The government annually reviews the cost of living for retired federal employees and Social Security recipients to determine whether it needs to increase payment amounts. This cost of living adjustment (COLA) takes into consideration the costs associated with basic amenities like food, housing payments, gas, communication, and medical care. If one of these aspects has increased significantly, then the 2018 COLA will increase.
This year, there is good news for recipients of Social Security: the 2018 COLA is the largest increase in the past six years, with an increase of 2% for participants (roughly $25 per month).
More than 60% of Social Security recipients rely on their payments for more than half of their income. Here are four factors that affected this year’s 2018 COLA and why the government believes American citizens are paying more for their cost of living.
Factor #1) 2017 Hurricanes Increased Gas Prices
Hurricanes Harvey and Irma made landfall in mainland America while Hurricane Maria devastated Puerto Rico. Many of these regions are still picking up the pieces and trying to regain some semblance of normalcy. However, these storms also had rippling effects across the rest of the country.
Demand for gas skyrocketed in the Southeast as residents scrambled to fill their tanks and evacuate. Many ports and channels for gas — including the port of Tampa and petroleum pipes in Texas — had to shut down while operators waited several days until the hurricane passed to open them again. This situation increased gas prices and the overall cost of living in the country.
Initially, experts had predicted a 1.5% cost of living increase, but due to the storms, employees will receive a 2% increase instead.
Factor #2) Housing Costs Increased for Renters and Owners
Along with gas prices, housing also affected the 2018 COLA. The overall American housing index continued to grow in 2017, with the average costs for renters increasing by 3.8% and home ownership increasing by 3.2%. This increase is on par with multiple expert predictions from the start of the year. Housing costs are expected to increase slowly while affordability is expected to worsen.
Depending on their mortgages, some Social Security recipients are considering downsizing to smaller homes or selling their houses to have a smaller financial burden by renting. Considering both rent and ownership prices increased, it’s not surprising that the 2018 COLA was increased as much as it was.
Factor #3) Fruit and Vegetables Provided the Largest Food Increases
According to the Bureau of Labor Statistics, prices for food and beverages remained flat through 2017 compared to previous years. However, by diving into various food groups, it’s possible to see exactly what consumers are struggling to pay for.
The cost of fruit and vegetables increased 1.2% in the past year, one of the largest jumps in expense across all grocery chains. Conversely, the overall price for eating at home only increased 0.4%. Experts attribute the stagnant growth to the price of bread and dairy products — all of which experienced slight declines over the past year.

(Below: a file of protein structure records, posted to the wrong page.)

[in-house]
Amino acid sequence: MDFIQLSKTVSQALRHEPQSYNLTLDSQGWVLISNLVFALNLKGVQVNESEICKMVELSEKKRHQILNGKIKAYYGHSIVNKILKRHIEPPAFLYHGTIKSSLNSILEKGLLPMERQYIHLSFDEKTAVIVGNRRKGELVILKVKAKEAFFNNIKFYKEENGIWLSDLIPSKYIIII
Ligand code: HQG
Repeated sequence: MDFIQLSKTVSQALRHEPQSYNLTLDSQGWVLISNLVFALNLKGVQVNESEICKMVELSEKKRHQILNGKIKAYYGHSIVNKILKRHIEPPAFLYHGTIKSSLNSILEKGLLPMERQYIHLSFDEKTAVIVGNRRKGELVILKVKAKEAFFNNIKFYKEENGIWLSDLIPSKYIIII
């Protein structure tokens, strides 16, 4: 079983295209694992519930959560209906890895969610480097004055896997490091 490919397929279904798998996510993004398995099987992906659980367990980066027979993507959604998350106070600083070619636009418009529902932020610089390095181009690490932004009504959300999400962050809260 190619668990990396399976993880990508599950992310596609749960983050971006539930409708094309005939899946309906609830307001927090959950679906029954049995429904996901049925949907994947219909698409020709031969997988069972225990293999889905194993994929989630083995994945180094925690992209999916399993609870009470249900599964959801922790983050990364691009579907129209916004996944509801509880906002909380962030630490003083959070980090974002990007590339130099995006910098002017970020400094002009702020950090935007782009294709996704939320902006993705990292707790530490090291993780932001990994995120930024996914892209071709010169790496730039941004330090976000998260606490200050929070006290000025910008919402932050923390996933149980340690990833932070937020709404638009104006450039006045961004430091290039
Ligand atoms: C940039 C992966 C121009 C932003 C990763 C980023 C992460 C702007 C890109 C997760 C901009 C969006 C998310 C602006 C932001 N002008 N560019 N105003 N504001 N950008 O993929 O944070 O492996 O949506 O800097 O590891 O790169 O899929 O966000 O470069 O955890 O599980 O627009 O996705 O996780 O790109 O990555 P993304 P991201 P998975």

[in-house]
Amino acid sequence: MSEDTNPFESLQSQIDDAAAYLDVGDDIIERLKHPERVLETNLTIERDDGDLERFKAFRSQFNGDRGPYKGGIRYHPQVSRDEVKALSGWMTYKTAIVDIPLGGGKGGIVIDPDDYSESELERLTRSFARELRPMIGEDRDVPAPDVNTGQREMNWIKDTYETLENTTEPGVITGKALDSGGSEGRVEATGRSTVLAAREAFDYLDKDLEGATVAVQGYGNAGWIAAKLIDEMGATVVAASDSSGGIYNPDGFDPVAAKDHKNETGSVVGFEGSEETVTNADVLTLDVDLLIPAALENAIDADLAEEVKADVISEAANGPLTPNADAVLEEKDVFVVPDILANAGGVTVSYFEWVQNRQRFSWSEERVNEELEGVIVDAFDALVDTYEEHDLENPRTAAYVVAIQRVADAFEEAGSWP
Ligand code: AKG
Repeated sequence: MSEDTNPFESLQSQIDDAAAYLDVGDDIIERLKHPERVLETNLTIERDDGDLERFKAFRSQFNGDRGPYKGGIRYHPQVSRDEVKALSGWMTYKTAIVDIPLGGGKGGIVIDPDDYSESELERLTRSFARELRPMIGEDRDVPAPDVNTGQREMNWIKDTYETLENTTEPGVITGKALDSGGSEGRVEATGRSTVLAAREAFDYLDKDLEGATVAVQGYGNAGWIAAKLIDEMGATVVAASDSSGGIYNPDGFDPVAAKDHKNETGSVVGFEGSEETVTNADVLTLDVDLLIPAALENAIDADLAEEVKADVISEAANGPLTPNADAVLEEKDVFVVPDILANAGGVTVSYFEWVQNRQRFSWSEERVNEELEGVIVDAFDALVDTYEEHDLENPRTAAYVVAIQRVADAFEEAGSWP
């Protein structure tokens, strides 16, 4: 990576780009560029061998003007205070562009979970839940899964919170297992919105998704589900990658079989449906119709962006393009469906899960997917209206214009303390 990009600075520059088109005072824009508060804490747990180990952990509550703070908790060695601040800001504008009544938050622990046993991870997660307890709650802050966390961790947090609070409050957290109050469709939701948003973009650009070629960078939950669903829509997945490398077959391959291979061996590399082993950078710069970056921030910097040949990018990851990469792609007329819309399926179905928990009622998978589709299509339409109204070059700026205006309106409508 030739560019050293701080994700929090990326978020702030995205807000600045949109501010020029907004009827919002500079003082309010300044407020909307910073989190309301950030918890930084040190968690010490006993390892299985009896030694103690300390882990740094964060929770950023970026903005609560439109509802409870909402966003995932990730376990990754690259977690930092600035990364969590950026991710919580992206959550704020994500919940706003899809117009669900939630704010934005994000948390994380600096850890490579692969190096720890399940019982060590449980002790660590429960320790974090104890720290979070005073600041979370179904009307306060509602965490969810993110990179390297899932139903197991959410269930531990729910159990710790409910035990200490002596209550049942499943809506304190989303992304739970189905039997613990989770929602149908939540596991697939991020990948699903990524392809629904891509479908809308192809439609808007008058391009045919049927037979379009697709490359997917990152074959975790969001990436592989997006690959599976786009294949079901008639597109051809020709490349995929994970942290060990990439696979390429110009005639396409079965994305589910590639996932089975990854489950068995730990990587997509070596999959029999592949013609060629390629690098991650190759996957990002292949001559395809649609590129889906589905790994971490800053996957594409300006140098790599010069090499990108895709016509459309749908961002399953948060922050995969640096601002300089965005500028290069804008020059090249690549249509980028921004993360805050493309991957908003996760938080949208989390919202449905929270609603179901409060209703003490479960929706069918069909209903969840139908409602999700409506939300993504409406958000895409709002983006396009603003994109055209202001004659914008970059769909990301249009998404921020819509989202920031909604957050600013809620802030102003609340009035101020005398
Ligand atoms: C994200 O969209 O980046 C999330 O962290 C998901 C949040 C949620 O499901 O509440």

Like the housing index, this information shows where federal retirees and social security beneficiaries will feel the most pain in their pockets. More Americans are likely to turn to more affordable bread products if they feel like fruit and vegetables are out of their reach.
Factor #4) The Medical Care Index Fell Slightly in 2017
While the rise of gas, housing, and food costs aren’t ideal for many Social Security beneficiaries, there is some good news: the overall medical care index fell, meaning prices for prescription and nonprescription medication declined.
Many retired Americans keep a close eye on their medical costs and health insurance, especially as Congress works to adjust Medicare and Medicaid coverage. By saving a little on medications and health services, older Americans might be better prepared to weather changes to their Medicare coverage.
It’s important to note that the 2018 COLA and the Congressional changes to Medicare are two different topics. The COLA factors in medical costs like the price of medication and services as part of the overall social security budget. Meanwhile, Medicare costs and prices focus on coverage for customers. Just because the consumer medical costs index decreased doesn’t mean this will affect Medicare plans in any way.
How Will The 2018 COLA Impact You?
The updated 2018 COLA is good news for recipients of Social Security and retirement benefits, and by understanding the causes behind the increase, Americans can better decide how to spend their money. Considering the largest increase this year was gas prices, retirees looking to save might search for opportunities to carpool or use public transportation. This way they can use the expected increase to cover rent increases or additional food costs.
To discuss what the 2018 COLA means for your benefits, contact a MyFedBenefits specialist near you. We can review your options and discuss how these changes can impact your lifestyle.